Most recently he has appeared in concert with Philippe Herreweghe, Sir Andrew Davis, Sir Roger Norrington, Christopher Hogwood, Harry Bicket and Fabio Biondi. As a soloist with the Hamburgische Staatsoper his roles have included Flute (A Midsummer Night’s Dream), Jaquino (Fidelio), the Four Servants (Les Contes d’Hoffmann), Tamino (Die Zauberflöte), Ferrando (Cosi fan tutte) and Narraboth (Salome). He made his debuts with the Bavarian State Opera as Oronte, Opera North as Peter Quint (The Turn of the Screw), for the Salzburg Festival in Elektra, at the Theater an der Wien in the world premiere of Johannes Kalitzke’s Die Besessenen, with the Deutsche Staatsoper, Berlin in Henze’s Phaedra, and the Baden-Baden Festival in Salome.
Benjamin’s concert engagements include Das Paradies und die Peri with Norrington for the Edinburgh Festival, Haydn’s Creation with both Pinnock and Haim, Missa Solemnis with Herreweghe and Serenade for Tenor, Horn and Strings with Hogwood. This season Benjamin returns to the Baden-Baden Festival, makes his debut for the Salzburg Mozartwoch with the title role of J.C. Bach’s Lucio Silla, and sings Tamino in a concert performance of Die Zauberflöte with the Berlin Philharmonic Orchestra and Sir Simon Rattle.
Born in Stockton-on-Tees in 1982, in 2002 Anna won a full scholarship to the Royal Academy of Music. She graduated in 2006 with a 1st Class Honours Degree and went on to join the Benjamin Britten International Opera School at the Royal College of Music where she was supported by a Sir Jack Ackroyd Award and Sir Thomas Allen Scholarship.
In 2011 Anna won 3rd Prize at the Das Lied International song Competition in Berlin, was selected for the public rounds in the Queen Elisabeth Competition in Brussels and won the Wigmore Hall/Independent Opera Vocal Fellowship at the Wigmore Hall International song Competition. Previous prizes and awards included an Independent Opera Fellowship (2009), the Michael Oliver Prize in the London Handel Singing Competition (2009), the Douglas Craig Opera Bursary (2009), the Hampshire Singing Prize, Oxford Recital and Musicians Benevolent Fund Education Awards. She was selected for representation by YCAT in 2012.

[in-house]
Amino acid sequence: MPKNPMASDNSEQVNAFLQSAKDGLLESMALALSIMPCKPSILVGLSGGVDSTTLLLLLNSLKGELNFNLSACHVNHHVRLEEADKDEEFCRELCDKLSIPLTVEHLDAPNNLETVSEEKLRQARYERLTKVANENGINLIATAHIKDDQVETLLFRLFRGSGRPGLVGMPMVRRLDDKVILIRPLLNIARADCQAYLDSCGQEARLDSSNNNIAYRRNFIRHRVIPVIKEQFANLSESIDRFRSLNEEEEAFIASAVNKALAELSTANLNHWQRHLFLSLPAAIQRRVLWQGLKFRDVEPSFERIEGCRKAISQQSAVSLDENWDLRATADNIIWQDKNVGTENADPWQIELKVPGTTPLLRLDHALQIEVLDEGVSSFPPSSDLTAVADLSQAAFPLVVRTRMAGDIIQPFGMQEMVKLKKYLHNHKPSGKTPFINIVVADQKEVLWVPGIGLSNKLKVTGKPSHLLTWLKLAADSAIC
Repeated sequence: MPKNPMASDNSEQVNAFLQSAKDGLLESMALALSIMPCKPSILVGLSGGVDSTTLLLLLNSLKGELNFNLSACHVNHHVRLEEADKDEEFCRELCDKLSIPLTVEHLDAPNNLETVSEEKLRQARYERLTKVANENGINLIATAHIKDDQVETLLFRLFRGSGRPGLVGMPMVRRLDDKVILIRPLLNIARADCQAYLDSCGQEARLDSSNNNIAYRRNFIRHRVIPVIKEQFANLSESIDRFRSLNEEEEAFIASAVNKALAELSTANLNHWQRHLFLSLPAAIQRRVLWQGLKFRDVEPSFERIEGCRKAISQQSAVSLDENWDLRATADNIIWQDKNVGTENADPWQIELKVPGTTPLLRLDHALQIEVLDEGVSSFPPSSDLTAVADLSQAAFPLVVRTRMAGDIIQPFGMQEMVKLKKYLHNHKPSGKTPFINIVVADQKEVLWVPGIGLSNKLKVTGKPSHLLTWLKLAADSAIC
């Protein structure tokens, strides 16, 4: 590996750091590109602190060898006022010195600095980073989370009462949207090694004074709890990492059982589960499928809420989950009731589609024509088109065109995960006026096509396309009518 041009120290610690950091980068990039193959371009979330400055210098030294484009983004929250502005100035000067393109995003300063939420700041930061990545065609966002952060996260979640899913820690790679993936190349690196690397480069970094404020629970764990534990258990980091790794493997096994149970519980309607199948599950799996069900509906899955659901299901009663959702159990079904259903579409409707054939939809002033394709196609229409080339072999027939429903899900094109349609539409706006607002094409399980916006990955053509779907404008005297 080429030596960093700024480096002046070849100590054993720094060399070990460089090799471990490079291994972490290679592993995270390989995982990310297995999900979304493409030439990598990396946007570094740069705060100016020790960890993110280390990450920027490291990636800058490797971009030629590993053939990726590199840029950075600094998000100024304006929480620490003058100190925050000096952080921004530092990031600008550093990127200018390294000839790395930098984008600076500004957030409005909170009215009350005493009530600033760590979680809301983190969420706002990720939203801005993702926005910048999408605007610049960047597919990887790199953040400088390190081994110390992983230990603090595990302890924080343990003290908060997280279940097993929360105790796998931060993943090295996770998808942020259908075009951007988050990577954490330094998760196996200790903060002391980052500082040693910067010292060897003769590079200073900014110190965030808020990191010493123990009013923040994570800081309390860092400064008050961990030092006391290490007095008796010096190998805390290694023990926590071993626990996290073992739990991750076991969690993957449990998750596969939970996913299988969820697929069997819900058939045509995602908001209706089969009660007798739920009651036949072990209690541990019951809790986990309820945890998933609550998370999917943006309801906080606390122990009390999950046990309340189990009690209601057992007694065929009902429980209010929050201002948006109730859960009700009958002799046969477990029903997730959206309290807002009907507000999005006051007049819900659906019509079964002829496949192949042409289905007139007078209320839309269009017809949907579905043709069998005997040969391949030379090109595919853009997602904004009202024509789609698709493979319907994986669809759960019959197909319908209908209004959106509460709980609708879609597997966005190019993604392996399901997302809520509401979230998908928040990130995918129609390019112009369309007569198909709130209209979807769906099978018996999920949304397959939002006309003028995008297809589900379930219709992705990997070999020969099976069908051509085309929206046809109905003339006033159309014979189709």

In 2013 Anna joins Welsh National Opera covering the role of Suzuki (Madam Butterfly) and takes the roles of Irene in Cambridge Handel Opera’s production ofAtalanta and Rosina (Barber of Seville) with Opera Brava. On the concert platform she performs of Berlioz’s Les nuits d’été and Berio Folksongs with the Hebrides Ensemble at Bath International Festival, and gives recitals at the Purcell Room, Wigmore Hall, Spitalfields, Brighton and the North Norfolk Music Festivals.
Previous operatic work has included the cover of Dido/Sorceress in After Didobased on Purcell’s Dido & Aeneas for English National Opera, the cover of Alto Role in Wolfgang Rihm’s Jacob Lenz for English National Opera; Hermia (A Midsummer Night’s Dream) for English Touring Opera & Dorabella (Cosi fan tutte) for English Chamber Opera. She was a member of Glyndebourne Festival Chorus in 2008.
During her studies roles included Ramiro (La Finta Giardinera), Angelina (Cenerentola) and Mignon (Mignon) for BBIOS; Cherubino (Le nozze di Figaro) for Dartington Summer School, Isabella (L’Italiana in Algeri) at the XXIV Festival Internationale de Musica Cinque Terre; Cis (Albert Herring) for British Youth Opera, Sesto (Giulio Cesare) and Stewardess (Dove’s Flight) at the RAM.
Recent concert appearances include recitals at Wigmore Hall and the Musikverein, concerts with Graham Johnson as part of BBC Radio 3’s Schubert week and a performance of Schumann’s Frauenliebe und leben as part of the launch of a new group called Songsmiths. She has also undertaken a Barbican Residency working on a one-woman show.
On the concert platform she has appeared as soloist in Bach’s B Minor Masswith Trevor Pinnock, Handel’s The Choice of Hercules with Daniel Taylor and Laurence Cummings, Haydn’s St. Nicholas Mass in the King’s Lynn Festival with the European Union Chamber Orchestra and sung Mahler’s Lieder eines fahrenden Gesellen with the Colne Philharmonic Orchestra.